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Is This Small-Cap Stock a Golden Opportunity?

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Investors buy commodity stocks because they’re volatile. Investors aim to buy low and sell high. This can’t be truer for small-cap, growth-focused mining stocks, such as GoldMining (TSX:GOLD).

In the past five years, GoldMining has traded as low as about $0.40 per share and as high as $3 per share. So, investors could have gotten a seven-bagger! However, it’s impossible to catch the bottom and sell at the high. Moreover, you’ll notice that the stock has been in a downward trend since late 2016. If you’re looking for a quick trade for big gains, you could be waiting for a long time.

GoldMining only moved from the TSX Venture Exchange to the Toronto Stock Exchange in June, so you might not have heard of the stock. The company is a mineral exploration company that acquires and develops gold assets in the stable regions of the Americas. It now controls a diversified portfolio of resource-stage gold and gold-copper projects in Canada, U.S.A., Brazil, Colombia, and Peru.

There’s much to like and dislike about the company.

What to like about GoldMining

GoldMining has large insider ownership — about 20% to be exact. So, management’s interests are aligned with the interests of its shareholders. The company also has about 36% held by institutional investors and about 41% held by retail investors. It has seven key shareholders, including IAMGOLD and Sprott Global.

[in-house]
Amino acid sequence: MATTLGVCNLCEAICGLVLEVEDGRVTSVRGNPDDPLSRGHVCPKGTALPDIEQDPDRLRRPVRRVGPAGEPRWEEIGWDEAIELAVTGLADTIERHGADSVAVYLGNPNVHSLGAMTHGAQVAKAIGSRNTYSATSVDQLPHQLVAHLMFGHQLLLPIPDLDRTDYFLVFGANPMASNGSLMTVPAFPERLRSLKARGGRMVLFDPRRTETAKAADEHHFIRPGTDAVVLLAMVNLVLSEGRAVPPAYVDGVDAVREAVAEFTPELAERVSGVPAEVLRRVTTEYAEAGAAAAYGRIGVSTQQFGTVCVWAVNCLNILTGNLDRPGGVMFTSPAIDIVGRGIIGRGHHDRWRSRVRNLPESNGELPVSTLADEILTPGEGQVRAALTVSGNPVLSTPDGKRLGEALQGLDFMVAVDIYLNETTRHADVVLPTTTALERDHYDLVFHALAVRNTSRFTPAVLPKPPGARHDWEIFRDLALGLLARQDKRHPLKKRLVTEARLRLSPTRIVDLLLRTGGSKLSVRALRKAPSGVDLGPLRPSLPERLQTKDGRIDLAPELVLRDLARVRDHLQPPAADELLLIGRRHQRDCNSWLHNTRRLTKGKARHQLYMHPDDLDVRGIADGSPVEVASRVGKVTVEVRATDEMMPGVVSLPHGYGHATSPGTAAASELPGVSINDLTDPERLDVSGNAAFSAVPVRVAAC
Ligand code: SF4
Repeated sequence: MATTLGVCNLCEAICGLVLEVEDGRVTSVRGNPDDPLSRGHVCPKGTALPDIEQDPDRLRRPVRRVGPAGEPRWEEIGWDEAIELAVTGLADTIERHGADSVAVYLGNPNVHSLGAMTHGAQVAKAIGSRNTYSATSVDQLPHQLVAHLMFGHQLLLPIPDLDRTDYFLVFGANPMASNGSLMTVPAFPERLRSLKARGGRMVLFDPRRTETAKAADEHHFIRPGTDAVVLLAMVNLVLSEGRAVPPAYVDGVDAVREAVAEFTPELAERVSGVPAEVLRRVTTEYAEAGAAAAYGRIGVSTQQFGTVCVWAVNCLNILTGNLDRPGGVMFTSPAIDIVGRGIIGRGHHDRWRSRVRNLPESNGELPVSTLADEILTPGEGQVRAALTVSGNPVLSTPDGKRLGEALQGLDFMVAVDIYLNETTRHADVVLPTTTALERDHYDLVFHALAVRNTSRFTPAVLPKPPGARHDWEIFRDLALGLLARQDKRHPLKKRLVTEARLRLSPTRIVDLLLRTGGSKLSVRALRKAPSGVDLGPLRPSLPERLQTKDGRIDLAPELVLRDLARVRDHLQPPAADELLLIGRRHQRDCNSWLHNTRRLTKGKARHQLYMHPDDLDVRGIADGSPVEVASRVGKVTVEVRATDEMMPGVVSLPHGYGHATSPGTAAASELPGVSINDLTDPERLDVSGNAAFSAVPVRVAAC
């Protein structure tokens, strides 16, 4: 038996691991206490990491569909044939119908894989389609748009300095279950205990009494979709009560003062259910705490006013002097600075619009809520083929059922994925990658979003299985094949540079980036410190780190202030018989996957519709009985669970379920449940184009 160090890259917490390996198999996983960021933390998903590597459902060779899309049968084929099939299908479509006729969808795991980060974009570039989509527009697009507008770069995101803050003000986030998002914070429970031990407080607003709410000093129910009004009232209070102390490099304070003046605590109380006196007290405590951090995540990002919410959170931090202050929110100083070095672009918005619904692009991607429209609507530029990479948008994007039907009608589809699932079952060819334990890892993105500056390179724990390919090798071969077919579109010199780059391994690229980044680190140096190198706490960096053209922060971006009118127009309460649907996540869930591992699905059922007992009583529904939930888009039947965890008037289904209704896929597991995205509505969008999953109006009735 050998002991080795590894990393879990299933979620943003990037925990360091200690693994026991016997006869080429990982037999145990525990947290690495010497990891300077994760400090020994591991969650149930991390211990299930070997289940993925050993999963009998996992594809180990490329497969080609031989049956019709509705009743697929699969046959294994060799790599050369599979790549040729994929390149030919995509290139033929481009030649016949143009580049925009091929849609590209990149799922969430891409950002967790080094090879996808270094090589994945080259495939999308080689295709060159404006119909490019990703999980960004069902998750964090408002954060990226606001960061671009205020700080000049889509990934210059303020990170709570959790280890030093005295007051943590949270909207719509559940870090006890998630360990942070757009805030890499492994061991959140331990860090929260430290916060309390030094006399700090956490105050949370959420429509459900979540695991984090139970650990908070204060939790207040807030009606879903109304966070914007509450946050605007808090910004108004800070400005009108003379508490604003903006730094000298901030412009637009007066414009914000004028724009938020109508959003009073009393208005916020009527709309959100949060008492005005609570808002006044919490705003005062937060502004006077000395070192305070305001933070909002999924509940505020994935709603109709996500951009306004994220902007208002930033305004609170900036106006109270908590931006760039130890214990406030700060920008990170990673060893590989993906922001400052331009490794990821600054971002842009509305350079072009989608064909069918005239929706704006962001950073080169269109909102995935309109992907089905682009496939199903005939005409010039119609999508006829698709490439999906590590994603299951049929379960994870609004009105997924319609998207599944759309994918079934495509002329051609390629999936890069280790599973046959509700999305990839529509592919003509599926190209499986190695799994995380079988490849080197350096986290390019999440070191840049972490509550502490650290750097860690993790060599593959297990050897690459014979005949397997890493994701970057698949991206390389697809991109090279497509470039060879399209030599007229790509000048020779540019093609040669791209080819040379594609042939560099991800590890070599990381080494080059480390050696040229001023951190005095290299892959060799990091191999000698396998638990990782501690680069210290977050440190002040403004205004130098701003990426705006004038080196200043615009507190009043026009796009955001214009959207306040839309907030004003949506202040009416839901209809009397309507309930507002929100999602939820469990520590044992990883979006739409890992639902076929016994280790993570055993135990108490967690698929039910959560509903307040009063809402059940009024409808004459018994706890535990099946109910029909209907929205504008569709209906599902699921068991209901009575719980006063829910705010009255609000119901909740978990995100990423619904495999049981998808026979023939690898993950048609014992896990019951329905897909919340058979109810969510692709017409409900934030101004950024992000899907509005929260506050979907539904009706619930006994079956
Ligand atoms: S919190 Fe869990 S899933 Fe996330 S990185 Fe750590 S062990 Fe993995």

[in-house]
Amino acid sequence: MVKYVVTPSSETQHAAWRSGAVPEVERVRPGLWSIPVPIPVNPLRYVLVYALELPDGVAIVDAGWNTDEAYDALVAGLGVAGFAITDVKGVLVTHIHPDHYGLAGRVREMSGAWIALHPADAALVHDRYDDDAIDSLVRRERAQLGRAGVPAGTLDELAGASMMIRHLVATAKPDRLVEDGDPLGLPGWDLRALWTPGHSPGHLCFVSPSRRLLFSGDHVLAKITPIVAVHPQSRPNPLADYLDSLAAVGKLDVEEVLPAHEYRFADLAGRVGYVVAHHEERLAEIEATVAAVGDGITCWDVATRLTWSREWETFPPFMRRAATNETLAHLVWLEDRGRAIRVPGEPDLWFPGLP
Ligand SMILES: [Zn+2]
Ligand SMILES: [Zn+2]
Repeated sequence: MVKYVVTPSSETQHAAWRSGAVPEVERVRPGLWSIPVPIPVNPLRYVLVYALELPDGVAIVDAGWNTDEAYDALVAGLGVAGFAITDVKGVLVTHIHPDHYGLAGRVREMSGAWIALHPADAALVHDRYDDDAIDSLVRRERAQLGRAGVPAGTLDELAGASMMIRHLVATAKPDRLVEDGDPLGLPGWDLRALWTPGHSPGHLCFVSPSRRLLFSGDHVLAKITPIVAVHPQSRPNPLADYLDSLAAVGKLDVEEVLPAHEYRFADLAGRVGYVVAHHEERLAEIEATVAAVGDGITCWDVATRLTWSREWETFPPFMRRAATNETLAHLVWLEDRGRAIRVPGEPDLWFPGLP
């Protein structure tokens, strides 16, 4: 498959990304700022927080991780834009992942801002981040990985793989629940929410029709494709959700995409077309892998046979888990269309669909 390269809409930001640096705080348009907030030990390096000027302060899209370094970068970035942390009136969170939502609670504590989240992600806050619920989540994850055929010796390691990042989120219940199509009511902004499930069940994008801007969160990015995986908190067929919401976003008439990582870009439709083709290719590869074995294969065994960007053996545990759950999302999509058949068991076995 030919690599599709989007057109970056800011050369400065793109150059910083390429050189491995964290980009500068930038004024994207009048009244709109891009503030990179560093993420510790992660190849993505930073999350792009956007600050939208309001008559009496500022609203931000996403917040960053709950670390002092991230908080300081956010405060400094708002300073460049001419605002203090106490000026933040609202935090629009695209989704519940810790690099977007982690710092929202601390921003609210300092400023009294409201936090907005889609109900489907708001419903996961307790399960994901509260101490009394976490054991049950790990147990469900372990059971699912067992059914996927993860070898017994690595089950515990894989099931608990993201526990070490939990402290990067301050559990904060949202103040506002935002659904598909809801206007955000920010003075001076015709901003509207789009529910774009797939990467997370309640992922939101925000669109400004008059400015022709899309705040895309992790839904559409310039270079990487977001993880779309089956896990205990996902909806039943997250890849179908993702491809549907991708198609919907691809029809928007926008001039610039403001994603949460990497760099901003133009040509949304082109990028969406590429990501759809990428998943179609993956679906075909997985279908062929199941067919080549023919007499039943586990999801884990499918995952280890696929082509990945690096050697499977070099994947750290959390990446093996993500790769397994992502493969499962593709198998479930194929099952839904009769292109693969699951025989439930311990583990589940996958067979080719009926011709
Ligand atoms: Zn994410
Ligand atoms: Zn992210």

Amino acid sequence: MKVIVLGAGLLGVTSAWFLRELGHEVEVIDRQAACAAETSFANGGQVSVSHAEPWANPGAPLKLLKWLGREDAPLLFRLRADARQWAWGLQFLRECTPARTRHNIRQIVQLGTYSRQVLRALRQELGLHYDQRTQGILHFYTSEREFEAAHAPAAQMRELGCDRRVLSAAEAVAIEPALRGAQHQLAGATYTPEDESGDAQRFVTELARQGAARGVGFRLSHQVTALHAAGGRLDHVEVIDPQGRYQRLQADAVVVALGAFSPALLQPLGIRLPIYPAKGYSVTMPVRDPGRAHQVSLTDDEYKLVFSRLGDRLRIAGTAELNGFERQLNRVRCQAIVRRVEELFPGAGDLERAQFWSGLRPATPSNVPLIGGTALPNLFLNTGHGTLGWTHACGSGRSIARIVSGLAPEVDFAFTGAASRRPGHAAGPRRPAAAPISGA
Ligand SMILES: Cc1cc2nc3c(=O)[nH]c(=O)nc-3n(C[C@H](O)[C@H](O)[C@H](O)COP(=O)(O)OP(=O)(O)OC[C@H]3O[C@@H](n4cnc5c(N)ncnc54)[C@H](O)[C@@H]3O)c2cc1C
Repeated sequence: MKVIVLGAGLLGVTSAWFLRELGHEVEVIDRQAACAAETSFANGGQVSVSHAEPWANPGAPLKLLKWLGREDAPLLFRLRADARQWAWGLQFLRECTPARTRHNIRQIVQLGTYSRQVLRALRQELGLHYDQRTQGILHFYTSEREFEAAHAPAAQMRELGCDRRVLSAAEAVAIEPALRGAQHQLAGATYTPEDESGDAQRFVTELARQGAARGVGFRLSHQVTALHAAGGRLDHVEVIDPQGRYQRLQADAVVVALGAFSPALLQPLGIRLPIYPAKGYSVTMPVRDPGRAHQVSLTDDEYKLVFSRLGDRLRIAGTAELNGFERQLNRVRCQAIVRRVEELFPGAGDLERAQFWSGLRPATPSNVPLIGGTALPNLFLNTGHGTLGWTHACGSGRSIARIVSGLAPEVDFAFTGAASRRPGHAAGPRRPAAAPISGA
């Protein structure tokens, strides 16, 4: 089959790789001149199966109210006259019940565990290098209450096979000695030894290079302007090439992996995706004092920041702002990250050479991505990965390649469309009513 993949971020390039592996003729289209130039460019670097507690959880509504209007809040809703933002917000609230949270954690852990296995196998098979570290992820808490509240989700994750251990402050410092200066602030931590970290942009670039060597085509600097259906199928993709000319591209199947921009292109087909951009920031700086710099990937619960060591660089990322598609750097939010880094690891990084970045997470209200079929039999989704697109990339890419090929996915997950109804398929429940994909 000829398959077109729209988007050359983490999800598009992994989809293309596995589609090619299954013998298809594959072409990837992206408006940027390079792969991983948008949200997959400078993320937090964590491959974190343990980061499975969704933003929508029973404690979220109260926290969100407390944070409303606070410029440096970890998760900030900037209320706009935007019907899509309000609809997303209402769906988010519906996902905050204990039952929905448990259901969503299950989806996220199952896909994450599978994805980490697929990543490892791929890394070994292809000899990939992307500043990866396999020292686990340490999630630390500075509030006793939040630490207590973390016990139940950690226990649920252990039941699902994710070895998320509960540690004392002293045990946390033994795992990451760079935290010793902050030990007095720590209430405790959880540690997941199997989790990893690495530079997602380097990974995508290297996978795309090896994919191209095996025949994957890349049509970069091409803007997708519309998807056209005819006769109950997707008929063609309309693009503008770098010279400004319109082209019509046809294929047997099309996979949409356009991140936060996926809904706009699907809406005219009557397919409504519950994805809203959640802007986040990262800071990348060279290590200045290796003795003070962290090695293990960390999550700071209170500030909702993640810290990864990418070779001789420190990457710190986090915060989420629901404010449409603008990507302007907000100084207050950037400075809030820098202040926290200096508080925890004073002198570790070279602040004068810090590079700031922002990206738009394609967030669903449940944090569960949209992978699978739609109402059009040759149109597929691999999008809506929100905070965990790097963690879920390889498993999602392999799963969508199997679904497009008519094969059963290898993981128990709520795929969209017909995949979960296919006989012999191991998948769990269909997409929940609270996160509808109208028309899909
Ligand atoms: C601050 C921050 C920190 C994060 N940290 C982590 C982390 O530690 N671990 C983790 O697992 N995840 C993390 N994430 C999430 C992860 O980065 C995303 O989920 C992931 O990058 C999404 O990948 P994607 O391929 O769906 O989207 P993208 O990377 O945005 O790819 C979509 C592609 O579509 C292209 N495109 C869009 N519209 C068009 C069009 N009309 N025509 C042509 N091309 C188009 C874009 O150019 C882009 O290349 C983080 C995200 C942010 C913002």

GoldMining has strategically made a number of acquisitions since 2012, when there has been a bear commodity market. That’s when assets can be bought at cheaper prices.

GoldMining has a solid balance sheet with about $9.5 million of net cash.

From a valuation standpoint based on a price-to-book ratio (P/B) of 1.58, GoldMining is trading at the low end of its valuation range. In comparison, its five-year P/B is about 3.5.

What to dislike about GoldMining

As of the last reported quarter, GoldMining hasn’t made any sales yet. And of course, it’s operating at a loss.

For its acquisitions, it tends to like using a mix of cash and equity. Each time it pushes out common stock, it dilutes existing shareholders.

Investor takeaway

As of now, GoldMining can only be considered a speculative growth or, at best, an aggressive growth investment, as it has no revenue and no profit. Investors interested in making a bet should wait until the stock ends its current downward trend and starts turning around before buying a position.

Investors are probably better off looking for other businesses that have revenues, profits, and a surer chance of becoming multi-baggers — even if it means taking longer to get there.

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Fool contributor Kay Ng has no position in any of the stocks mentioned.

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